Three deaths in Missouri as tornado strikes state capital
By DAVID A. LIEB Associated Press
JEFFERSON CITY, Mo. (AP) — A tornado caused heavy damage in Missouri's capital city as severe weather swept across the state overnight, causing at least three deaths and injuring nearly two dozen people as homes and businesses were ripped apart.
The National Weather Service confirmed that the large and destructive tornado moved over Jefferson City shortly before midnight on Wednesday.
"Across the state, Missouri's first responders once again responded quickly and with strong coordination as much of the state dealt with extremely dangerous conditions that left people injured, trapped in homes, and tragically led to the death of three people," Governor Mike Parson said.
Missouri Public Safety said the three were killed in the Golden City area of Barton County, near Missouri's southwest corner, as the severe weather moved in from Oklahoma, where rescuers struggled to pull people from high water. The tornado hit during a week that has seen several days of tornadoes and torrential rains in parts of the Southern Plains and Midwest.
No deaths were reported in the capital, but Jefferson City Police Lt. David Williams said about 20 people were rescued by emergency personnel.
The weather service reported that a "confirmed large and destructive tornado" was observed over Jefferson City at 11:43 p.m. Wednesday, moving northeast at 40 mph (64 kph). The capital city has a population of about 40,000 and is located about 130 miles (209 kilometers) west of St. Louis.
"It's a chaotic situation right now," Williams said.
Williams spoke from the Cole County Sheriff's office, where debris including insulation, roofing shingles and metal pieces lay on the ground outside the front doors. Authorities were discouraging people from beginning clean-up efforts until power is safely restored. Area hospitals set up command centers in case the need arises.
Missouri Public Safety tweeted that there was a possibility of more tornadoes and flash flooding.
Austin Thomson, 25, was in the laundry room of his complex of two-story apartment buildings to do his wash and noticed the wind started picking up. He saw sheets of rain coming down and a flagpole bend and then slam to the ground. The windows broke and he dove behind the washers and dryers.
After it calmed down, he walked outside to check the damage, and retrieved a stuffed animal for his daughter from his damaged apartment.
"There's basically one building that's basically one story now," he said.
The National Weather Service said it had received 22 reports of tornadoes by late Wednesday, although some of those could be duplicate reporting of the same twister.
One tornado skirted just a few miles north of Joplin, Missouri, on the eighth anniversary of a catastrophic tornado that killed 161 people in the city. The tornado caused some damage in the town of Carl Junction, about 4 miles (6.44 kilometers) north of the Joplin airport, where several injuries were reported.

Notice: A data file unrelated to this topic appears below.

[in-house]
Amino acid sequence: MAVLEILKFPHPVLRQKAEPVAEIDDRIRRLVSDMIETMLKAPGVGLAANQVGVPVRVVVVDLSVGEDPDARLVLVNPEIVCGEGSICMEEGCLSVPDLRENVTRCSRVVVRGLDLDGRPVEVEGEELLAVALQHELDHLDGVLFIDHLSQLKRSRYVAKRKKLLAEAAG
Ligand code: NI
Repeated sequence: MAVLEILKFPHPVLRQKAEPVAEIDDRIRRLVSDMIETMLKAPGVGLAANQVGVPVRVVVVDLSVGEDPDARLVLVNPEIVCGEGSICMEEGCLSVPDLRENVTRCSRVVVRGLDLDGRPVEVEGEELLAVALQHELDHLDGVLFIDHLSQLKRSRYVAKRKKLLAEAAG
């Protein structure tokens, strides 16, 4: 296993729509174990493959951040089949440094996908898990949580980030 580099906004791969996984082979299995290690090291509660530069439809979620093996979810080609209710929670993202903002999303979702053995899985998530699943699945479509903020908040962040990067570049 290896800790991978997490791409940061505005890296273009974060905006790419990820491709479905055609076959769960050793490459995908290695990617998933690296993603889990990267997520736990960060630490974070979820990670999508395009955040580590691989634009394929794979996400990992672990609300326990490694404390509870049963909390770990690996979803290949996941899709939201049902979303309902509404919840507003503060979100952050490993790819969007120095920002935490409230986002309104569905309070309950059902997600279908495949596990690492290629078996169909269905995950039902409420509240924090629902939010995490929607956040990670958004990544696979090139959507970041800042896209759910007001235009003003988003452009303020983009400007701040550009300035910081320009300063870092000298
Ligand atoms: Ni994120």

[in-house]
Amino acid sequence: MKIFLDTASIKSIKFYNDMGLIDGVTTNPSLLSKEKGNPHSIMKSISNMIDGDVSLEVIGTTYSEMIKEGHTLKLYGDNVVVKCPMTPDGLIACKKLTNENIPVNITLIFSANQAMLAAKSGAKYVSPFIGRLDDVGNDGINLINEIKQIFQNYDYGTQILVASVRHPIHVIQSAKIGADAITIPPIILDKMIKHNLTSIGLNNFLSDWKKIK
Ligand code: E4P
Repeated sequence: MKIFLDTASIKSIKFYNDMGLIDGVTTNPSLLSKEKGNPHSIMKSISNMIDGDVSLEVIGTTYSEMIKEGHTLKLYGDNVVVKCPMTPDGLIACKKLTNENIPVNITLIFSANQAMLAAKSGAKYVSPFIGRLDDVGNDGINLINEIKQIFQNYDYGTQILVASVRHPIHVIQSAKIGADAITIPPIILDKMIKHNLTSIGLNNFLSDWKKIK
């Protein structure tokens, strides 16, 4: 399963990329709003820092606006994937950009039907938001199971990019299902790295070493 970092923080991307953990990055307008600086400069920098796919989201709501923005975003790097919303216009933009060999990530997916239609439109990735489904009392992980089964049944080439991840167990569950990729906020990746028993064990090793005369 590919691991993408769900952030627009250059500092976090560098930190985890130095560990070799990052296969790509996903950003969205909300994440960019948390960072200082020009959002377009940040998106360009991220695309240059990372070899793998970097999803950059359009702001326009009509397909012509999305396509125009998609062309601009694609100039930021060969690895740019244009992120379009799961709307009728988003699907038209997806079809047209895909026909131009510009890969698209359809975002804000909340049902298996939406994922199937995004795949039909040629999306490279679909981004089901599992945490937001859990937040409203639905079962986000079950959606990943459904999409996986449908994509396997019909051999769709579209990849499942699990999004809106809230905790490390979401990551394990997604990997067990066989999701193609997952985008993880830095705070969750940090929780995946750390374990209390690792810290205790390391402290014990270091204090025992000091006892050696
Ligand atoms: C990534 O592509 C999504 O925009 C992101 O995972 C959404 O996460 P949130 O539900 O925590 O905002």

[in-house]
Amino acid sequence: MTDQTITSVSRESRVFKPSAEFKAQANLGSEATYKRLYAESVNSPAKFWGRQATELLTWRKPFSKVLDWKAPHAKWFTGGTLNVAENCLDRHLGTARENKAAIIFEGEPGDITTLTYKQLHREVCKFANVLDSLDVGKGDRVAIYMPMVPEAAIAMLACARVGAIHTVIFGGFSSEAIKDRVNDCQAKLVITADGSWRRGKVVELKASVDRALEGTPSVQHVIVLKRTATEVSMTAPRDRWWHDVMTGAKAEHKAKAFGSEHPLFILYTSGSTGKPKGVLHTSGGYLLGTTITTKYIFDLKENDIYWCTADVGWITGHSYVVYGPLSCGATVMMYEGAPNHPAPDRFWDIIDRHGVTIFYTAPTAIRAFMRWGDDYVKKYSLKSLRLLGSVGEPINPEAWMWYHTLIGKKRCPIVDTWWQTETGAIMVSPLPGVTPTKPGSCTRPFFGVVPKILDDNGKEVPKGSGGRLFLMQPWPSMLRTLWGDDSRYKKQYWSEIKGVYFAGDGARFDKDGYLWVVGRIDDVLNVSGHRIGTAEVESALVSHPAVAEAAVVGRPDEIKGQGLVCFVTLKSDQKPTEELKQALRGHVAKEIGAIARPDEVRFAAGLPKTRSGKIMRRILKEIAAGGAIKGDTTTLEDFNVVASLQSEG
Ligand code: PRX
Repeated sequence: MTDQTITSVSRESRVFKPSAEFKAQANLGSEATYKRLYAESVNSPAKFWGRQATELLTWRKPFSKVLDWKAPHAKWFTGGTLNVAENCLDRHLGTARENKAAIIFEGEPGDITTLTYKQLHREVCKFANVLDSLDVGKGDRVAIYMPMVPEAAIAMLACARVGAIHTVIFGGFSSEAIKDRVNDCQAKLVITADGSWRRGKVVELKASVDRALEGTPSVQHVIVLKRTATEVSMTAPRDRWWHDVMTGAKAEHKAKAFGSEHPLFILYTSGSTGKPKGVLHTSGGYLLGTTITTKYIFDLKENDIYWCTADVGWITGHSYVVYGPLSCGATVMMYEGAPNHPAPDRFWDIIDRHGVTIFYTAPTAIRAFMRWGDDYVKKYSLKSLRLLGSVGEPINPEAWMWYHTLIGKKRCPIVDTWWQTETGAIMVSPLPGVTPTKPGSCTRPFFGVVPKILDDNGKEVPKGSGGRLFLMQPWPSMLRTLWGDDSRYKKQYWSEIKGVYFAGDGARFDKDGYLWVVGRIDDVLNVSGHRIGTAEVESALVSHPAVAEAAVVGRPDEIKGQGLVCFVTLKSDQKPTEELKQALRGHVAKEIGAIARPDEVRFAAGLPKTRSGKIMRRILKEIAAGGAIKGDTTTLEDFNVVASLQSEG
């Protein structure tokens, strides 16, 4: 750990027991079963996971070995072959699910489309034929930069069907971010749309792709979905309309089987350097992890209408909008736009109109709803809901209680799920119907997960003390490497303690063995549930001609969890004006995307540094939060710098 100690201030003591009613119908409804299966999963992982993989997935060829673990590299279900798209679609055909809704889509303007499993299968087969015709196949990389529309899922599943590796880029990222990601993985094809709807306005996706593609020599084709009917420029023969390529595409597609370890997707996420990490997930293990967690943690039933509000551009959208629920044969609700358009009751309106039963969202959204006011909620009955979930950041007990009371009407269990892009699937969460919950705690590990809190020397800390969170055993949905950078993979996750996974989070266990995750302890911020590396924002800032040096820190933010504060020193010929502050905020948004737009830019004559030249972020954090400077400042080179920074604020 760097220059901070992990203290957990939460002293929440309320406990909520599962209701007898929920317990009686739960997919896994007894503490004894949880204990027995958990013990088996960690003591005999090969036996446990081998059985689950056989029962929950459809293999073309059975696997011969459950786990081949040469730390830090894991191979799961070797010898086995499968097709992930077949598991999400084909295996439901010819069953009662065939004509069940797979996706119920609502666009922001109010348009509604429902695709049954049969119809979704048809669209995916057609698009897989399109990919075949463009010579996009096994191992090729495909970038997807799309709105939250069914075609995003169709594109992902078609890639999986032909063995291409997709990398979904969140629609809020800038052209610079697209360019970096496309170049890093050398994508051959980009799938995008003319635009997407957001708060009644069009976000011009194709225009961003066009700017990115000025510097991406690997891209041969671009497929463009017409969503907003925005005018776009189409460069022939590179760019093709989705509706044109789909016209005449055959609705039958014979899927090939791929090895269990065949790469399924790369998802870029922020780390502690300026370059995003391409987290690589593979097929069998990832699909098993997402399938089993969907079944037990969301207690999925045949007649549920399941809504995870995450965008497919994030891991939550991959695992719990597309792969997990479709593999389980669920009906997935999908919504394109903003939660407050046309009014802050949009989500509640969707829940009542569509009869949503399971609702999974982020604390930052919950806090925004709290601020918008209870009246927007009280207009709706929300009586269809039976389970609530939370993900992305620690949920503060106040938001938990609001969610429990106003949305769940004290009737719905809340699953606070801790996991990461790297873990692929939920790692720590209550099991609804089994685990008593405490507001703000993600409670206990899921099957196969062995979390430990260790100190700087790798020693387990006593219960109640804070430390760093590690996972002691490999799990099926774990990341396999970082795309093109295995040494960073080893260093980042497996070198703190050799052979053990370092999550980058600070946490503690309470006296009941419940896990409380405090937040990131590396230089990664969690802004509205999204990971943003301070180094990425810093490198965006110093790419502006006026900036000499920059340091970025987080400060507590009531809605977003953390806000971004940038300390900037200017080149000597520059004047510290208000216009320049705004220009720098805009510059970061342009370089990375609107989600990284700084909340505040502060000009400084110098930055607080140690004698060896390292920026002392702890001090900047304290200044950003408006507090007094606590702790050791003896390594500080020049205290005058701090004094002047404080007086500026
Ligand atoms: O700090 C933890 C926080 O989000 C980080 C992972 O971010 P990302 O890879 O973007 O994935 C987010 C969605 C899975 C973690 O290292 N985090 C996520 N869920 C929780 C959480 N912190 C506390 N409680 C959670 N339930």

Storms and torrential rains have ravaged the Midwest, from Texas through Oklahoma, Kansas, Nebraska, Iowa, Missouri and Illinois.
Two barges broke loose and floated swiftly down the swollen Arkansas River in eastern Oklahoma on Wednesday, spreading alarm downstream as they threatened to hit a dam.
Authorities urged residents of several small towns in Oklahoma and Kansas to leave their homes as rivers and streams rose.
The Arkansas River town of Webbers Falls, Oklahoma, was one such town. Town officials ordered a mandatory evacuation Wednesday afternoon because of the river's rising level.
But Wednesday evening, a posting on the town's official Facebook page sounded the alarm about the runaway barges for its 600 residents: "Evacuate Webbers Falls immediately. The barges are loose and has the potential to hit the lock and dam 16. If the dam breaks, it will be catastrophic!! Leave now!!"
There was no word by midnight Wednesday where the barges were on the river, but local television stations showing live video of the river and the lock and dam said they had not yet arrived.
The Arkansas River was approaching historic highs, while the already high Missouri and Mississippi Rivers were again rising after a multi-day stretch of storms that produced dozens of tornadoes. Forecasters predicted parts of Oklahoma, Missouri and Kansas could see more severe weather on Thursday.
Deaths from this week's storms include a 74-year-old woman found early Wednesday morning in Iowa. Officials there say she was killed by a possible tornado that damaged a farmstead in Adair County. Missouri authorities said heavy rain was a contributing factor in the deaths of two people in a traffic accident Tuesday near Springfield.
A fourth weather-related death may have occurred in Oklahoma, where the Highway Patrol said a woman apparently drowned after driving around a barricade Tuesday near Perkins, about 45 miles (72 kilometers) northeast of Oklahoma City. The unidentified woman's body was sent to the state medical examiner's office to confirm the cause of death. Oklahoma Department of Emergency Management spokeswoman Keli Cain said she isn't yet listed as what would be the state's first storm-related death.